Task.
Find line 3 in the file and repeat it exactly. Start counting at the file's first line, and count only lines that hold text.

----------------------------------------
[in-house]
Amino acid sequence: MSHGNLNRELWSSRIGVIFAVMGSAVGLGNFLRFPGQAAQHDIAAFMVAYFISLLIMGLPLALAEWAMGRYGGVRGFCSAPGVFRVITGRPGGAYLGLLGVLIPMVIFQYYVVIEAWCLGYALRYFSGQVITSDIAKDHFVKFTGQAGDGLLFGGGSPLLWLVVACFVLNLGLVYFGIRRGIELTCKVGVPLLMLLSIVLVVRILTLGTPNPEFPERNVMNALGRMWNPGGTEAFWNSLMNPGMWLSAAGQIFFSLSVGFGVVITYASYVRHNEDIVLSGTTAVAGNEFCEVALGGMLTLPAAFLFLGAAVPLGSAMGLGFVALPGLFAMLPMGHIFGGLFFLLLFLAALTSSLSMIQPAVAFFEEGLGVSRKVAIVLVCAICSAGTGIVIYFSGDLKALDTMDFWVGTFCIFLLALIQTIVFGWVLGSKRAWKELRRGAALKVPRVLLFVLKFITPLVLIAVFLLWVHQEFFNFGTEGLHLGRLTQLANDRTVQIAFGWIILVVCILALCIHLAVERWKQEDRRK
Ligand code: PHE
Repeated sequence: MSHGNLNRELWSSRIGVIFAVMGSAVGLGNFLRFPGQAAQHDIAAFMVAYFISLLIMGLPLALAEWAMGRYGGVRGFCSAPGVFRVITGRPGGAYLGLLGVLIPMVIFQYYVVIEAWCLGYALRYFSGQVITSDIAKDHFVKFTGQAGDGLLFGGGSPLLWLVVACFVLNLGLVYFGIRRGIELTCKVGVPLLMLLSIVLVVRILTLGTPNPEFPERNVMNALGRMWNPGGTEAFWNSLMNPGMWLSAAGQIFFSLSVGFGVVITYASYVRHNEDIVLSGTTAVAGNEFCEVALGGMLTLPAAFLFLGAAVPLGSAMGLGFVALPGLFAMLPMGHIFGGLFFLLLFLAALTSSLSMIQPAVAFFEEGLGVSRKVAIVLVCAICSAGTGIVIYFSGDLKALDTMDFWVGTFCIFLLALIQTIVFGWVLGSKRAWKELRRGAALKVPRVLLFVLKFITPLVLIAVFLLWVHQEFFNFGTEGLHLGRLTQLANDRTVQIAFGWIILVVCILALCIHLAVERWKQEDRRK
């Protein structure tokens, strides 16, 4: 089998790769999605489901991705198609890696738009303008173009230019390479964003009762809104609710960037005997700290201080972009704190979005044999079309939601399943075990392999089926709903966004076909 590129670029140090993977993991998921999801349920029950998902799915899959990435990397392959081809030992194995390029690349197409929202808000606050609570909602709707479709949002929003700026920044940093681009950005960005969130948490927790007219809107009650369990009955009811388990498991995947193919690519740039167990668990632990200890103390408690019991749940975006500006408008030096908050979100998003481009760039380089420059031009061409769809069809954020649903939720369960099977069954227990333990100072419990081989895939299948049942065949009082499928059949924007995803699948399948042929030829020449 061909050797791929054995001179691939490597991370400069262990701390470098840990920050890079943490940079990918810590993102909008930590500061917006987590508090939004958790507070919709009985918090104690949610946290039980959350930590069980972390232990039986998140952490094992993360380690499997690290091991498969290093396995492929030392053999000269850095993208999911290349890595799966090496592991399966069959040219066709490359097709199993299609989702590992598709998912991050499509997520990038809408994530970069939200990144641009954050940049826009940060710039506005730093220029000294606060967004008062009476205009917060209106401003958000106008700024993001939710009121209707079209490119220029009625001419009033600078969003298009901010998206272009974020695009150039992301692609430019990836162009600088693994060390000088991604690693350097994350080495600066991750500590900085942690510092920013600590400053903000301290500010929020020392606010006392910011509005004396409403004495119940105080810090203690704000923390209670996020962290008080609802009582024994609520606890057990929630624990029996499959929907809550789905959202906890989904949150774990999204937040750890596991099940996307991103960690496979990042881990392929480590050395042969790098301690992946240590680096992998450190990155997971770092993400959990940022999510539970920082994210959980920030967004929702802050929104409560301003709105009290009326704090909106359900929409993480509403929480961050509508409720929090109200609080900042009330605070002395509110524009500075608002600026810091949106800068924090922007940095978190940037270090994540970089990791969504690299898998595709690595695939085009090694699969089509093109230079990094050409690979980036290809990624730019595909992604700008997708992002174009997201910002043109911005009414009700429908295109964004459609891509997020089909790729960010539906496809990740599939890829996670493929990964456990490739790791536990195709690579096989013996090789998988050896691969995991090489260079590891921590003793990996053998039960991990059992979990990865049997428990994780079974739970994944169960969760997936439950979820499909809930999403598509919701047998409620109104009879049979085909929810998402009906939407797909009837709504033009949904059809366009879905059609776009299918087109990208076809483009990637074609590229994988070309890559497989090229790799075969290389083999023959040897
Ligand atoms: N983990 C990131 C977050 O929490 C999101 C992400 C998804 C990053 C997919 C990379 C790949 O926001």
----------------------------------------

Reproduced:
Ligand code: PHE